What’s the Big Deal About Digg Reader, Anyway?

Suddenly, Betawork’s made Digg Reader and RSS feeds cool again.

The announcement of NYC startup Betaworks, creating Digg Reader as a replacement for the soon-to-be retired Google Reader has spawned a small renaissance of RSS – or at least the conversations surrounding it.

So in the spirit of resurrecting decaying remains of once awesome web relics into some sort of Internet phoenix, Betaworks is on track to reincarnate Google Reader as Digg Reader. 
You see, when Google announced it was killing Reader back in March there were two responses, “OH NOES!” and “What’s a Google Reader?” For many, RSS is a crucial tool.  Known as Rich Site Summary (later Real Simple Syndication) is a web feed format that was developed 14 years ago when people realized that information was being posted on their favorite sites faster then they could keep up.

RSS is like the plumbing of content sharing. You use it even if you don’t realize it and even though Google Reader will be dead come July 1st, RSS will live on. Because you can’t stop websites from publishing to it or people from reading them – it’s just that useful and simple. However, RSS may live on, Google’s closure of Reader won’t just abandon users, but other services that subscribed to its API – like NetNewsWire. So that’s a bit of a pain… not sure if it’ll ever be as cool as Digg Reader.

Digg Reader Mobile App

Digg Reader Sneak Peak

The other part of the conversation revolved around the heir apparent to Google Reader, Digg Reader. Betaworks team of five set out to create a working RSS reader with data migration, keyboard shortcuts, sharing functionality, tools to allow users to elevate popular content and an iPhone app in less than 90 days. The rolling launch is set to begin only a few days before July 1st, with a release to the first 17,000 people who filled out a survey on RSS usage that Betaworks posted.

While many are evangelizing Digg Reader before they even try it, it’s important to know they’re doing this because of Betawork’s solid track record of creating really great products such as Bit.ly, news.me, the incredibly addictive iOS game Dots and of course, Digg – The once popular social news website of 2008 that eventually collapsed under the weight of it’s own spam. Betaworks bought Digg’s remains for $500,000 and reinvigorated it with a visually driven editorial format and better integration with social platforms like Twitter and Facebook.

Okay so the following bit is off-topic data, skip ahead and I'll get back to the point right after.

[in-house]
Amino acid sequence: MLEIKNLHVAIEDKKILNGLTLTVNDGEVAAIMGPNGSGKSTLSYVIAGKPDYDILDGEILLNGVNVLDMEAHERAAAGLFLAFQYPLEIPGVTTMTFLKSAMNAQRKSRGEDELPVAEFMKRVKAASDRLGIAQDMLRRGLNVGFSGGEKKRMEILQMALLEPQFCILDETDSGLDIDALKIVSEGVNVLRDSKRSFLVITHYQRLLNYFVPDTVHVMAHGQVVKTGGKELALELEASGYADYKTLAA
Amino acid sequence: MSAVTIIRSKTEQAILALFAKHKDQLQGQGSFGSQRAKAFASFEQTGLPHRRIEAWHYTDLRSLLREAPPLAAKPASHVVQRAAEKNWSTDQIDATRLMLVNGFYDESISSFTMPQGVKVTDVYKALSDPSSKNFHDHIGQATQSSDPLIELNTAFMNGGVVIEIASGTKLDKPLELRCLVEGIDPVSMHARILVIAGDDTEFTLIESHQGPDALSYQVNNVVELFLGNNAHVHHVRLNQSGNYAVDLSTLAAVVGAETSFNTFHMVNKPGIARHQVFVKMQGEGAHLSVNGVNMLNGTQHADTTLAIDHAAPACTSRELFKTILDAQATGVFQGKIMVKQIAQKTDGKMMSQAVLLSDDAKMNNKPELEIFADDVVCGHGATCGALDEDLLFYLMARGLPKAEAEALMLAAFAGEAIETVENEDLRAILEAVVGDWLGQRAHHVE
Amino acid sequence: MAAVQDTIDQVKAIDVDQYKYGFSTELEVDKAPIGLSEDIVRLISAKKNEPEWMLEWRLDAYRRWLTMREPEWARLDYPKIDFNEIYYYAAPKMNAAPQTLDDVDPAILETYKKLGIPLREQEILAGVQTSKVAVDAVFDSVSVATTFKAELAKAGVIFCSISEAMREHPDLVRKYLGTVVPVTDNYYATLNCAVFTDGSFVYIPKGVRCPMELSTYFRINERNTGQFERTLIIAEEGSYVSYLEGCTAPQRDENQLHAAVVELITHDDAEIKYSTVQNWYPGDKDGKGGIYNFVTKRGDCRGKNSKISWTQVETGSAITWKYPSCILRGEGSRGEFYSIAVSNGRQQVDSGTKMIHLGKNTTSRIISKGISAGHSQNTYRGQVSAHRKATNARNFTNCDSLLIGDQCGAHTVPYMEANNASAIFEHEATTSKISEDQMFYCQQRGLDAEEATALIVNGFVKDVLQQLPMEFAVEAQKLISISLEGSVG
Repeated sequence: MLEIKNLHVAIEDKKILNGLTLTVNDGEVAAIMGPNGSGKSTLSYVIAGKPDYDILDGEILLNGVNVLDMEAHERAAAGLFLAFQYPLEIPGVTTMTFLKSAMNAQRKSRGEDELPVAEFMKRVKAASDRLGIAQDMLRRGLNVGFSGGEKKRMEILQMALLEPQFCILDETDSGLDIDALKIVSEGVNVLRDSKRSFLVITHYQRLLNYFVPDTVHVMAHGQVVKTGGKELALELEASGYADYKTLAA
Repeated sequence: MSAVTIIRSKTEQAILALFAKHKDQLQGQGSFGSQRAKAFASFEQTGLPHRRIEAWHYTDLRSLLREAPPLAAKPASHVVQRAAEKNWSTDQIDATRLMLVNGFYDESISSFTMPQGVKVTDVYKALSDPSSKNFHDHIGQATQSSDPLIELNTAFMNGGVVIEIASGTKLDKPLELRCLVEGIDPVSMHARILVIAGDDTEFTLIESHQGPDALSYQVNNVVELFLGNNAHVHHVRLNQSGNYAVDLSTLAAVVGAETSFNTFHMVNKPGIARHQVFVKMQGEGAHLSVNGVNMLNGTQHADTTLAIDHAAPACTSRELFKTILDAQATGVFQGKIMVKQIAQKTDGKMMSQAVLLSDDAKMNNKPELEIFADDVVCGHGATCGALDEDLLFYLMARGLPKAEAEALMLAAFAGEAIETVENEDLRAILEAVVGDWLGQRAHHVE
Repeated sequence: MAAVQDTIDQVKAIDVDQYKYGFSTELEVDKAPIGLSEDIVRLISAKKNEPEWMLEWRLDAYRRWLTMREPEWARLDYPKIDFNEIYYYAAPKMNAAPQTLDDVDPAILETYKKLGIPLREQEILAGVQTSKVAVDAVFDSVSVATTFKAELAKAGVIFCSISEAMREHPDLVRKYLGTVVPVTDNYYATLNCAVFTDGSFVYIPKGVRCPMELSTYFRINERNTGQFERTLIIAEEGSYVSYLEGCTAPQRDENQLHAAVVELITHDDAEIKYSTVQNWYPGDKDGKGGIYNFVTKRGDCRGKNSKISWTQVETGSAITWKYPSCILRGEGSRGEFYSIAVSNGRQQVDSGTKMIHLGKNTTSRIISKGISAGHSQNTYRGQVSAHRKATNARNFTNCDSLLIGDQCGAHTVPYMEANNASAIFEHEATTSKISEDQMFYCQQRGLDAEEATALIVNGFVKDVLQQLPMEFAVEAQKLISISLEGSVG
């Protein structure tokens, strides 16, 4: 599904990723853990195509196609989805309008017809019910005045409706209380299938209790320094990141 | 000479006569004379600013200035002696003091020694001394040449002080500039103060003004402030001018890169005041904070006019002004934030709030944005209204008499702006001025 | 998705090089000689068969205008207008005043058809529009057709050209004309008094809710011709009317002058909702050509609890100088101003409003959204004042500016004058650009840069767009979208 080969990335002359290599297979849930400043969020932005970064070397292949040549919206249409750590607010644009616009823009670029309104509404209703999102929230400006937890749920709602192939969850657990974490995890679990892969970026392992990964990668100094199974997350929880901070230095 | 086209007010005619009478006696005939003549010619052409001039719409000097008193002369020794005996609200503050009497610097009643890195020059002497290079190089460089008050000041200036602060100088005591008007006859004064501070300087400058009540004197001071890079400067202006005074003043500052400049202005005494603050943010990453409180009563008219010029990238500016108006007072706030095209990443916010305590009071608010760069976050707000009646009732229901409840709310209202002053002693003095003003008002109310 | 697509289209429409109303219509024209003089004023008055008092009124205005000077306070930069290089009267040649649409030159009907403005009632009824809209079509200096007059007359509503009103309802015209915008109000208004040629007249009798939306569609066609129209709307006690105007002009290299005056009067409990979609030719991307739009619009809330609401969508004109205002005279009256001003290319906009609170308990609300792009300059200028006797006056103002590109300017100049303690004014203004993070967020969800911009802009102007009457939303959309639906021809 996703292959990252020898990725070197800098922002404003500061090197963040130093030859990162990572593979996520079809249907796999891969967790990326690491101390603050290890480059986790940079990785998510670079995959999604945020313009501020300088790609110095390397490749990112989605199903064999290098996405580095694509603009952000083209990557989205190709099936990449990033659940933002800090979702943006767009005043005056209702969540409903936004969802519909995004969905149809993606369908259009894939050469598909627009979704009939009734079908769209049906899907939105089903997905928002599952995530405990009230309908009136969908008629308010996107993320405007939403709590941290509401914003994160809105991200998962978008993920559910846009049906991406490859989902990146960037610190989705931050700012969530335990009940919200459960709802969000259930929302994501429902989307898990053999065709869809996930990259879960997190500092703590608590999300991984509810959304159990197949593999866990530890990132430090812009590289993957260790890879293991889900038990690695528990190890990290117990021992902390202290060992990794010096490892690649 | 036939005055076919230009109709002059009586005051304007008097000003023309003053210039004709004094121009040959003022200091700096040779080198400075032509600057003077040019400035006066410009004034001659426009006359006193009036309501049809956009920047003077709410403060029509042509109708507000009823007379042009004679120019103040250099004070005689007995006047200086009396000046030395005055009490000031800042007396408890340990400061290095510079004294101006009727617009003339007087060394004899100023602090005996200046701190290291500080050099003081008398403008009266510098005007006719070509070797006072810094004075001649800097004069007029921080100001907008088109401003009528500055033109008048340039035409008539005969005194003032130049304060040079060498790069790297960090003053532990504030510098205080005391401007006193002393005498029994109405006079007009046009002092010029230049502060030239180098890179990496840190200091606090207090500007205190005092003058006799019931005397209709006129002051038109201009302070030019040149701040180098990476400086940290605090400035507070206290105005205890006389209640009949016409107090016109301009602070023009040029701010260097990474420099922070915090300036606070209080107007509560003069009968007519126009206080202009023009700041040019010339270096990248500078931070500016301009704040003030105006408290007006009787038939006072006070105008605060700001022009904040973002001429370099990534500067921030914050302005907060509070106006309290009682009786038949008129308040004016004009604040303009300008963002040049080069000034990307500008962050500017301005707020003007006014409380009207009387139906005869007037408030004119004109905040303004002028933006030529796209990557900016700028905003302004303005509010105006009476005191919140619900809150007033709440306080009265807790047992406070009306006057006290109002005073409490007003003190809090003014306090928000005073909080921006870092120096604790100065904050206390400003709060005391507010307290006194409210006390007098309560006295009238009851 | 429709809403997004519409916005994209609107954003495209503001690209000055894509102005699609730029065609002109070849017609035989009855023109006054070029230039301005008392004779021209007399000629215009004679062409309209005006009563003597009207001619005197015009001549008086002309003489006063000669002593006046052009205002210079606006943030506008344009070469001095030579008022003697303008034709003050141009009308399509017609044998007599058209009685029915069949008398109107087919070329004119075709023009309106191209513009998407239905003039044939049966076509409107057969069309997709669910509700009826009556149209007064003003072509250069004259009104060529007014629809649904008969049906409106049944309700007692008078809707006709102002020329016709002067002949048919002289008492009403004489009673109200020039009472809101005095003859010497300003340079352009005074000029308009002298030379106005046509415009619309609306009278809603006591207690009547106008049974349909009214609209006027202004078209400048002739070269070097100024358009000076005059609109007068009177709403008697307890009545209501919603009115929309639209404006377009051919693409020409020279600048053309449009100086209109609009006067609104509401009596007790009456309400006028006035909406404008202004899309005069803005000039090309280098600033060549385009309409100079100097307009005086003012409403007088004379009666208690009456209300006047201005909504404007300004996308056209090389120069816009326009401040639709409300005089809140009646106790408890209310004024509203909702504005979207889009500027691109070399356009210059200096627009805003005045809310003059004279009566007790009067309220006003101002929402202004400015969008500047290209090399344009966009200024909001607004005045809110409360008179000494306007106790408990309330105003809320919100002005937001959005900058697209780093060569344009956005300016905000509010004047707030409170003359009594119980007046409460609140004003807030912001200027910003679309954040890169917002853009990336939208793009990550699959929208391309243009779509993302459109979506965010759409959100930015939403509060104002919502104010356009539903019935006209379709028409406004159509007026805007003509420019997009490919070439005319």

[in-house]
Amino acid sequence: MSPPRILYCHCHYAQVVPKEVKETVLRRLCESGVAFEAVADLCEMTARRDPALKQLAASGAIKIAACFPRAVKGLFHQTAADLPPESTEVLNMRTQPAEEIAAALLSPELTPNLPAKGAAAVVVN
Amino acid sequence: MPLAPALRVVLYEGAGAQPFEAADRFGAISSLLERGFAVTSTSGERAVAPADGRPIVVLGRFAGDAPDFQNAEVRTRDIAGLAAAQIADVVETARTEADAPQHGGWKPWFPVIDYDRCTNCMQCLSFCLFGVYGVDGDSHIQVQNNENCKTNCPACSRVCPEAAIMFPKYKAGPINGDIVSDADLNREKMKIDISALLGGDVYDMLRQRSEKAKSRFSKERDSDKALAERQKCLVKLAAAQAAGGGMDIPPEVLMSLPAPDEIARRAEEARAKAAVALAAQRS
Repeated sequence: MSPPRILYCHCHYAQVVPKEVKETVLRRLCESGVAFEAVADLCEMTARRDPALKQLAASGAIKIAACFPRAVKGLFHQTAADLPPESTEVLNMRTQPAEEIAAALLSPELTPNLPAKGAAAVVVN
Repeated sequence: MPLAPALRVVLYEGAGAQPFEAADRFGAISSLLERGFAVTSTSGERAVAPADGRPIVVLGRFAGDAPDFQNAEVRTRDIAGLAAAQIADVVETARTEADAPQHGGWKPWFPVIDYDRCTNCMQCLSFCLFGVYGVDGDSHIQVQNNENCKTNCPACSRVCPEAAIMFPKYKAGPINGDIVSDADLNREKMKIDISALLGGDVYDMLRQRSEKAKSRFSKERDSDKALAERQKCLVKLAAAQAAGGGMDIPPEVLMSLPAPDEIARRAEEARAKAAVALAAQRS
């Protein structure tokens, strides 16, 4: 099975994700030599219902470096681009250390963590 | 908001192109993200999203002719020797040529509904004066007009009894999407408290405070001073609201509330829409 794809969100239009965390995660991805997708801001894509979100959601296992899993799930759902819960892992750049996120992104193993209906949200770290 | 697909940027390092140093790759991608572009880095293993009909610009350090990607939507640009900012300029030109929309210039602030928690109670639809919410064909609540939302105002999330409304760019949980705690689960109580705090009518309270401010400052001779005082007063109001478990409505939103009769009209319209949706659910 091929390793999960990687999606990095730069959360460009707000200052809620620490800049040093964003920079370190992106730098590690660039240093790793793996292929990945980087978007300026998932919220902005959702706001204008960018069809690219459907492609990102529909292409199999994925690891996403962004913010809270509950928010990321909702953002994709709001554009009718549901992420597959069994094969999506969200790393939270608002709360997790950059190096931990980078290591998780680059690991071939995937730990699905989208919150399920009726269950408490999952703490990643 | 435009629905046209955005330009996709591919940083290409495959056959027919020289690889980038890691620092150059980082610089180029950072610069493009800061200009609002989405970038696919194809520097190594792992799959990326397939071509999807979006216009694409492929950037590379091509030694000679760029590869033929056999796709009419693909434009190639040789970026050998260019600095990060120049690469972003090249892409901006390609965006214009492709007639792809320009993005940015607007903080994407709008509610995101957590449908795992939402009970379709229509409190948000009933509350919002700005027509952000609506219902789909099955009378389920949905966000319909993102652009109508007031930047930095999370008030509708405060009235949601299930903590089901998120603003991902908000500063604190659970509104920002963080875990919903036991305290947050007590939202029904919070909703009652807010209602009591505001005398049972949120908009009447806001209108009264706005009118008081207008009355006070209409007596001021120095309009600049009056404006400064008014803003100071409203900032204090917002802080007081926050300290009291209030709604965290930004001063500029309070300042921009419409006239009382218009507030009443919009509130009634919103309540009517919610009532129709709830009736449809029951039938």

So in the spirit of resurrecting decaying remains of once awesome web relics into some sort of Internet phoenix, Betaworks is on track to reincarnate Google Reader as Digg Reader.

Digg Reader

Digg Reader Sneak Peak

It’s not that there aren’t other RSS readers out there, for example Feedly is one of them and there are many more. What made Google Reader great wasn’t its longevity, it only popped up in 2005, but it was its earlier features. Arguably, Google Reader was one of Google’s first and most successful social networks. Many of the social features were stripped in 2011 favour of +1 sharing to Google+, a social site that adopted much of Google Reader’s terminology, including “Circles”. The downside to Google Reader’s integration into Google+ was the same as Facebook’s newsfeed as a reliable source of information – if you didn’t keep up with your feed, then content will disappear.

Digg Reader appears to have all the benefits of Google Reader from its hay day plus new more up-to-date features that make it relevant. So why do people care? Because we’re in the information age and if you can’t keep up, you miss out. Digg Reader will keep you in the now, while making it social. As it rolls out and new features get added, Digg Reader is poised to be faster, better, social and better designed then we could hope for.

So does it now make RSS, Rank Shared Syndication?


The moment I realized I had forced all my friends to watch AfroSquad, I knew that talking about Internet culture was where I was meant to be. Between reddit, Nat&Marie and eating junk food, there's just enough time for my personal blog Karmacake.com. That is all. That is it. Oh. Instagram: Karmacake


  1. flashpunk

    June 25, 2013 at 9:01 am

    I’ve been enjoying using Feedly for the last 3 weeks or so, though there seems to be some syncing issues, and it keeps asking me to back up my google feeds. I have never gotten off the Digg bandwagon, I use their news app or just plain digg.com on a daily basis. I’m excited to see what they come up with for the new reader.

    • Marie

      June 26, 2013 at 4:52 pm

      Same. I’ve been using Feedly as well… but I’m really looking forward to Digg Reader. I hear the next update of the system should have search functionality and I’m all over that.

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